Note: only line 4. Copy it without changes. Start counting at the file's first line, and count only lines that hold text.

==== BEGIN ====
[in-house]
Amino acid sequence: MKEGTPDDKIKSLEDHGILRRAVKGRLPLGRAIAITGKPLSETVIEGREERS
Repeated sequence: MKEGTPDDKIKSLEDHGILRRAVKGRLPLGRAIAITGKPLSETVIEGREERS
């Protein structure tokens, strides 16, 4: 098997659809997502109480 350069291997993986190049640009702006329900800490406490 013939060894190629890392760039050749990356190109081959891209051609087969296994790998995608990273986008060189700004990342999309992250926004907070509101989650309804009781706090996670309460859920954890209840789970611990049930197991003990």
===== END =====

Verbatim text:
């Protein structure tokens, strides 16, 4: 098997659809997502109480 350069291997993986190049640009702006329900800490406490 013939060894190629890392760039050749990356190109081959891209051609087969296994790998995608990273986008060189700004990342999309992250926004907070509101989650309804009781706090996670309460859920954890209840789970611990049930197991003990």